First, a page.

ON THE DAY I GREW UP ENOUGH FOR MY HAIR TO start turning white, my parents summoned all the members of our thronging cluster to the family khuta, for a ceremony giving me my proper name—Hph-wayuo.   I guess it’s all right, for a hoonish tag. It rolls out from my throat sac easy enough, even if I get embarrassed hearing it sometimes. The handle’s supposed to have been in the lineage ever since our sneakship brought the first hoon to Jijo.   The sneakship was utterly gloss! Our ancestors may have been sinners, in coming to breed on this taboo planet, but they flew a mighty star-cruiser, dodging Institute patrols and dangerous Zang and Izmunuti’s carbon storms to get here. Sinners or not, they must have been awfully brave and skilled to do all that.   I’ve read everything I can find about those days, even though it happened hundreds of years before there was paper on Jijo, so all we really have to go on are a few legends about those hoon pioneers, who dropped from the sky to find g’Keks, glavers, and traeki already hiding here on the Slope. Stories that tell how those first hoon sank their sneakship in the deep Midden, so it couldn’t be traced, then settled down to build crude wooden rafts, the first to sail Jijo’s rivers and seas since the Great Buyur went away.   Since it has to do with the sneakship, I guess my given name can’t be too bad.   Still, I really like to be called Alvin.   Our teacher, Mister Heinz, wants us upper graders to start journals, though some parents complain paper costs too much here at the southern end of the Slope. I don’t care. I’m going to write about the adventures me and my friends have, both helping and heckling the good-natured sailors in the harbor, or exploring twisty lava tubes up near Guenn Volcano, or scouting in our little boat all the way to the long, hatchet-shadow of Terminus Rock.   Maybe someday I’ll turn these notes into a book!   And why not? My Anglic is real good. Even grumpy old Heinz says I’m a whiz at languages, memorizing the town copy of Roget’s by the time I was ten. Anyway, now that Joe Dolenz, the printer, has come set up shop in Wuphon, why should we have to count on the traveling librarian’s caravan for new things to read? Maybe Dolenz would even let me set the type myself! That is, if I get around to it before my fingers grow too big to fit around those little backward letters.   Mu-phauwq, my mother, calls it a great idea, though I can tell she’s partly humoring a childish obsession, and I wish she wouldn’t patronize me that way.   My dad, Yowg-wayuo, acts all grumpy, puffing his throat sac and telling me not to be such a humanmimicker. But I’m sure he likes the idea, deep down. Doesn’t he keep taking borrowed books on his long voyages to the Midden, even though you’re not supposed to, because what if the ship sank and maybe the last ancient copy of Moby Dick went down with the crew? Wouldn’t that be a real disaster?   Anyway, didn’t he used to read to me almost from the day I was born? Booming all the great Earthling adventure tales like Treasure Island, Sindbad, and Ultraviolet Mars? So who’s he to call me a humicker!   Nowadays, Dad says I should read the new hoon writers, those trying to go past imitating old-time Earthers, coming up with literature by and for our own kind.   I guess maybe there should be more books in languages other than Anglic. But Galactic Two and Galactic Six seem so darn stiff for storytelling. Anyhow, I’ve tried some of those writers. Honestly. And I’ve got to say that not one of them can hold a peg to Mark Twain.   Naturally, Huck agrees with me about that!   Huck is my best friend. She picked that name even though I kept telling her it’s not a right one for a girl. She just twists one eyestalk around another and says she doesn’t care, and if I call her “Becky” one more time, she’ll catch my leg-fur in her spokes and spin till I scream.   I guess it doesn’t matter, since g’Keks get to change sex after their training wheels fall off, and if she wants to stay female, that’s her business. As an orphan, Huck’s lived with the family next door ever since the Big North-side Avalanche wiped out the weaver clan that used to squat in Buyur ruins up that way. You’d expect her to be a bit strange after living through that and then being raised by hoons. Anyway, she’s a great friend and a pretty good sailor, even if she is a g’Kek, and a girl, and doesn’t have legs to speak of.   Most times, Pincer-Tip also comes on our adventures, specially when we’re down by the shore. He didn’t need a nickname from some story, since all red qheuens get one the minute they set five claws outside the brooding pen. Pincer’s no big reader like Huck and me, mostly because few books can stand the salt and dampness where his clan lives. They’re poor, living off wrigglers they find in the mudflats south of town. Dad says the qheuens with red shells used to be servants to the grays and blues, before their sneakship brought all three to hide on Jijo. Even after that, the grays kept bossing the others for a while, so Dad says the reds aren’t used to thinking for themselves.   Maybe so, but whenever Pincer-Tip comes along, he’s usually the one chattering—with all leg-mouths at once—about sea serpents, or lost Buyur treasure, or other things he swears he’s seen … or else he heard of somebody who knows someone else who might’ve seen something, just over the horizon. When we get into trouble, it’s often on account of something he thought up inside that hard dome where he keeps his brain. Sometimes I wish I had an imagination a dozenth as vivid as his.   I should include Ur-ronn in the list, since she comes along sometimes. Ur-ronn’s almost as much of a book maniac as Huck and me. Still, she’s urrish, and there’s a limit to how much of a humicker any urs can be, before planting four feet and saying whoa.   They don’t take to nicknames, for instance.   Once, when we were reading a mess of old Greek myths, Huck tried calling Ur-ronn “Centaur.” I guess you could say an urs sort of looks like one of those fabled creatures—if you’d just been conked on the head by a brick and can’t see or think too well from the pain. But Ur-ronn disliked the comparison and showed it by swinging her long neck like a whip, nearly taking off one of Huck’s eyestalks with a snap of her three-way mouth   “Huck only said “Centaur” just that once.   Ur-ronn is a niece of Uriel, who runs a forge next to fiery lava pools, high up on Mount Guenn. She won a scholarship to ’prentice as a smith instead of staying with the herds and caravans on the grassy plain. Too bad her aunt keeps Ur-ronn busy most of the time and won’t ever let her go off in the boat with us, on account of urs can’t swim.   Ur-ronn used to read a lot, back in that prairie school. Books we never heard of in this hick corner of the Slope. She tells us the stories she can recollect, like all about Crazy Horse and Genghis Khan, and urrish hero-warriors from those big battles they had with the humans, after Earthers came to Jijo but before the Commons got patched together and they started the Great Peace.   It’d be uttergloss if our gang could be a complete Six, like when Drake and Ur-jushen and their comrades went on the Big Quest and were the very first to set eyes on the Holy Egg. But the only traeki in town is the pharmacist, and that er is too old to make a new stack of rings we could play with. As for humans, their nearest village is several days from here. So I guess we’re stuck being just a foursome.   Too bad. Humans are gloss. They brought books to Jijo and speak Anglic better than anybody, except me and maybe Huck. Also, a human kid’s shaped kind of like a small hoon, so he could go nearly all the same places I can with my two long legs. Ur-ronn may be able to run fast, but she can’t go into water, and Pincer can’t wander too far from it, and poor Huck has to stay where the ground is level enough for her wheels.   None of them can climb a tree.   Still, they’re my pals. Anyway, there are things they can do that I can’t, so I guess it evens out.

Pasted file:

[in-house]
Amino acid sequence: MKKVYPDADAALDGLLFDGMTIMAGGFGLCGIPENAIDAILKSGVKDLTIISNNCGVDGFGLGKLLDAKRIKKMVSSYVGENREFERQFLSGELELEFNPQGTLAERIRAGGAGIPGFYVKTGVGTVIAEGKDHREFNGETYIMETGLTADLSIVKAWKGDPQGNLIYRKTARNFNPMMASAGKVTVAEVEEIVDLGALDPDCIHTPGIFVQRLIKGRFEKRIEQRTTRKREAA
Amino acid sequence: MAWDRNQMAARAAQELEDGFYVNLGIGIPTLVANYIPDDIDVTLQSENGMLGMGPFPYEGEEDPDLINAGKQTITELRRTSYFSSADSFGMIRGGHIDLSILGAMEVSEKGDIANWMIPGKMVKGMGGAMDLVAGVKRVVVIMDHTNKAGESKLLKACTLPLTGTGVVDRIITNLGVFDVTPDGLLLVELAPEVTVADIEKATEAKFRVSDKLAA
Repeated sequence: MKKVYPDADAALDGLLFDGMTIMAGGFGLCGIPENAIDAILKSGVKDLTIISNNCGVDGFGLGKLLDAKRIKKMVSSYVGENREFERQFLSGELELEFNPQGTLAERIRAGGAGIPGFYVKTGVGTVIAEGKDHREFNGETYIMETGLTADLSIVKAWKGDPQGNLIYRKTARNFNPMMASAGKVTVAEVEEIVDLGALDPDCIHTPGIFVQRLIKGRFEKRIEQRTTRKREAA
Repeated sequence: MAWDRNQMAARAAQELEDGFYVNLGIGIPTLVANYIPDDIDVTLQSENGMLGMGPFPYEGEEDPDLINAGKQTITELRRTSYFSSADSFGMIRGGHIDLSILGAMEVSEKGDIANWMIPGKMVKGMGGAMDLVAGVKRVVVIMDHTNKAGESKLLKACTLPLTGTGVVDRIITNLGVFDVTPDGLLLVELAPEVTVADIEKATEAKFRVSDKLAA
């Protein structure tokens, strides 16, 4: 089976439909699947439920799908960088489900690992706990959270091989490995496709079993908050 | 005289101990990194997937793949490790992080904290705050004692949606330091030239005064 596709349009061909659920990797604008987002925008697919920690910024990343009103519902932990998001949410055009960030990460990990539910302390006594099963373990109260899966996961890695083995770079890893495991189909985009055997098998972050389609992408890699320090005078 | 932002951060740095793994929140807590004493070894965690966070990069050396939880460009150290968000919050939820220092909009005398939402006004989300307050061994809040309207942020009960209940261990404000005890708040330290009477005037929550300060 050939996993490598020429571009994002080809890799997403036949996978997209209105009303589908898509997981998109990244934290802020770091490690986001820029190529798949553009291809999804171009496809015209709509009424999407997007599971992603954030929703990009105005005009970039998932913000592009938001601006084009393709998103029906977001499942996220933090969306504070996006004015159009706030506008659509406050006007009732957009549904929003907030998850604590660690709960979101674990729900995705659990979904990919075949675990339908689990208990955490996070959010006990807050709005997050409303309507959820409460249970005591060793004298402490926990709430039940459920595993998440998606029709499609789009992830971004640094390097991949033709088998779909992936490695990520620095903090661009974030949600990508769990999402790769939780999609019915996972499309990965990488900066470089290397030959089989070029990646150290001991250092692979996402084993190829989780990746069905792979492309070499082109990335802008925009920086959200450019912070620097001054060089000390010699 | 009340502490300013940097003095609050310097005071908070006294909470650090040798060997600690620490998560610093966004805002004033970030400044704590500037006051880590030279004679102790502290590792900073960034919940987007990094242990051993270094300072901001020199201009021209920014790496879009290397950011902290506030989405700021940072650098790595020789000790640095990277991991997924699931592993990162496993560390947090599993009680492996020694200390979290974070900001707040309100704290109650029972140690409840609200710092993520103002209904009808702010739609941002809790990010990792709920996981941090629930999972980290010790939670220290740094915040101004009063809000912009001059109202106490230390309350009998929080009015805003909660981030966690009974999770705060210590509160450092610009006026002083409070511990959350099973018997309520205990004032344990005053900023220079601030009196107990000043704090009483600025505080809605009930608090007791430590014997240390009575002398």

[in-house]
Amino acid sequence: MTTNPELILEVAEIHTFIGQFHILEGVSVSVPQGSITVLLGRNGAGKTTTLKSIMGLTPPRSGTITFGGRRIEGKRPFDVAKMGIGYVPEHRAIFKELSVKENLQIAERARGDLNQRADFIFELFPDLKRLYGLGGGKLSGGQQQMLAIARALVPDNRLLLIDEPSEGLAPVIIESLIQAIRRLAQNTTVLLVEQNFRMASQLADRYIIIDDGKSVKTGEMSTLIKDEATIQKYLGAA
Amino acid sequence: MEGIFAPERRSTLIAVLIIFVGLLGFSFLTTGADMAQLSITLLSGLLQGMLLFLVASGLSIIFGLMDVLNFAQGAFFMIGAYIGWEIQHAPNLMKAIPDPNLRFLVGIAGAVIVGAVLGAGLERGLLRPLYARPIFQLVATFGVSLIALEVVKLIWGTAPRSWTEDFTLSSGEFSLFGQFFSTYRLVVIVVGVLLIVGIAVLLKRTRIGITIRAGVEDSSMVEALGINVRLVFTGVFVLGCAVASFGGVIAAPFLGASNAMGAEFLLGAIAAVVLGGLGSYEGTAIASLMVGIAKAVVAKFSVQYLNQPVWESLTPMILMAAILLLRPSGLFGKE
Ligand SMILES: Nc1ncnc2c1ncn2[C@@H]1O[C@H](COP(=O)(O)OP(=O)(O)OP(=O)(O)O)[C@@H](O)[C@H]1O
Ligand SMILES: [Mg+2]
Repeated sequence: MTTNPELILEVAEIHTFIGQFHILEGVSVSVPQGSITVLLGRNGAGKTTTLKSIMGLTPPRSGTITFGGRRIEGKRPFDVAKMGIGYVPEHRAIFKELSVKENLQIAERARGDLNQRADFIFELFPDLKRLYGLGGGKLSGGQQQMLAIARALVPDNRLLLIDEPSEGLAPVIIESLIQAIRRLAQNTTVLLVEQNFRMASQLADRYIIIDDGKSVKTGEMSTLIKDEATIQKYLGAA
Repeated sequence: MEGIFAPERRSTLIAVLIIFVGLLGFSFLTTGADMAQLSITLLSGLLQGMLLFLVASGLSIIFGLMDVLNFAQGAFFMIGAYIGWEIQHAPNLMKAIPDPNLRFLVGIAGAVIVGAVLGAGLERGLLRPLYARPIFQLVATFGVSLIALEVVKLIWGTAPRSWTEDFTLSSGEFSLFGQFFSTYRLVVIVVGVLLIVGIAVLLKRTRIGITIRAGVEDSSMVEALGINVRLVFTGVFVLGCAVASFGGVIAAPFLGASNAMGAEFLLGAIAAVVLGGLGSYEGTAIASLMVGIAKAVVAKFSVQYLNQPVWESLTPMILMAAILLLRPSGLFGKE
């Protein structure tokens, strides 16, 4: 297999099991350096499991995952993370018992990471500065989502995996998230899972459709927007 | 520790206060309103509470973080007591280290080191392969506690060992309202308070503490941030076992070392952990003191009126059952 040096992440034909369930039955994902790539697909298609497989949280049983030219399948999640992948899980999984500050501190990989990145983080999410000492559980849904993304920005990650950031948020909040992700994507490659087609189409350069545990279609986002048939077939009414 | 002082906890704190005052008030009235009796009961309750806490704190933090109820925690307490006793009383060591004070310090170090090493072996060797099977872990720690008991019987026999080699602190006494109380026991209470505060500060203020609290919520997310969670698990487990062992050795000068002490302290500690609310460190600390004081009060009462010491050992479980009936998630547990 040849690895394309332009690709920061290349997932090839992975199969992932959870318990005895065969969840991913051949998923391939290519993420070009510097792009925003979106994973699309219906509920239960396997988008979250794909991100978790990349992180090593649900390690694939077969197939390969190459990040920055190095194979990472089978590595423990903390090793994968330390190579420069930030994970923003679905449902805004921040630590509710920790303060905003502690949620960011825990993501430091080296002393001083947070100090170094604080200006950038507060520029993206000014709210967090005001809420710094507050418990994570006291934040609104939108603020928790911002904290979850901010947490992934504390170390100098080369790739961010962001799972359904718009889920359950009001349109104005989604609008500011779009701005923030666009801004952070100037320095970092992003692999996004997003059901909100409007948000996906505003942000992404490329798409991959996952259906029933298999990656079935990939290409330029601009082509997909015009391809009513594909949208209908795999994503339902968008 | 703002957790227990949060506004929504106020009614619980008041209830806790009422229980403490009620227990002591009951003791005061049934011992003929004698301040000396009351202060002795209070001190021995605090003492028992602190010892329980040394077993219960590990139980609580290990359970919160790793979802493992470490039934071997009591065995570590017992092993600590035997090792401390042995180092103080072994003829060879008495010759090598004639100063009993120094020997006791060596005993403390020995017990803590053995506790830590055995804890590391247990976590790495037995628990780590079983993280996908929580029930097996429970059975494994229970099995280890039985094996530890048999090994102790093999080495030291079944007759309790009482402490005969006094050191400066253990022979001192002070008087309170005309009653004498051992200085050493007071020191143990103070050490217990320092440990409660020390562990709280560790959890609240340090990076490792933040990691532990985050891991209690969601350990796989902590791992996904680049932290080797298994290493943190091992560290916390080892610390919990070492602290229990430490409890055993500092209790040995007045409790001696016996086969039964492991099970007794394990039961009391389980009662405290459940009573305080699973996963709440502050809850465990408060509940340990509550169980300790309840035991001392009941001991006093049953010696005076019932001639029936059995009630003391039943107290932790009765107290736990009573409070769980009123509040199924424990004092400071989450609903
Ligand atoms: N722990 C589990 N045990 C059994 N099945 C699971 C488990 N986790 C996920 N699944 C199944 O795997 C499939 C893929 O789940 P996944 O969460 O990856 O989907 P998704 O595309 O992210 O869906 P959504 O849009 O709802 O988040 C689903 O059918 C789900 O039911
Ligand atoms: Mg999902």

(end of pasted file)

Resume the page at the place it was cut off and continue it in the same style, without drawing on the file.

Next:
From Our Editors

The vast civilization of Five Galaxies has roled out its security arsenal to prevent resettlement on Jijo until it is revitalized. Over the centuries, groups of sentient beings have eluded the laws and made Jijo a home--but what will happen when the Five Galaxies catch on? A strange ship in Jijo's skies may hold the answer

Editorial Reviews

"A captivating read."--Star-Tribune, Minneapolis

"Brin is a skillful storyteller."--The Plain Dealer, Cleveland

"Immensely appealing, leaving readers hungry for more."--Publishers Weekly

"Tremendously inventive, ambitious work."--Kirkus Reviews